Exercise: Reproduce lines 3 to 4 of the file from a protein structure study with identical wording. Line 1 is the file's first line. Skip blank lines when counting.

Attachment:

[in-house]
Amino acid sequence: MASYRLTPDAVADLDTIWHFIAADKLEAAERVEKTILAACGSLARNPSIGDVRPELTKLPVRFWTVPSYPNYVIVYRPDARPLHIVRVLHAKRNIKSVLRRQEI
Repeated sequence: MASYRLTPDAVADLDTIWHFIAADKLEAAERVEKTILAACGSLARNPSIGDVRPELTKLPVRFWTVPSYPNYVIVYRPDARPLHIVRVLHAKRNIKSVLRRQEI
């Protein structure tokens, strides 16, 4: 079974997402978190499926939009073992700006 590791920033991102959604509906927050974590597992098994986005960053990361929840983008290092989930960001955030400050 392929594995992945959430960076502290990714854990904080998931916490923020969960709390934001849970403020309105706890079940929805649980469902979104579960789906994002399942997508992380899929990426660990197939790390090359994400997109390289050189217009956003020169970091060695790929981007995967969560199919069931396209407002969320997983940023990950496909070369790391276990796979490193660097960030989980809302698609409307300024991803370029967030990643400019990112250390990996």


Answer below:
Repeated sequence: MASYRLTPDAVADLDTIWHFIAADKLEAAERVEKTILAACGSLARNPSIGDVRPELTKLPVRFWTVPSYPNYVIVYRPDARPLHIVRVLHAKRNIKSVLRRQEI
């Protein structure tokens, strides 16, 4: 079974997402978190499926939009073992700006 590791920033991102959604509906927050974590597992098994986005960053990361929840983008290092989930960001955030400050 392929594995992945959430960076502290990714854990904080998931916490923020969960709390934001849970403020309105706890079940929805649980469902979104579960789906994002399942997508992380899929990426660990197939790390090359994400997109390289050189217009956003020169970091060695790929981007995967969560199919069931396209407002969320997983940023990950496909070369790391276990796979490193660097960030989980809302698609409307300024991803370029967030990643400019990112250390990996």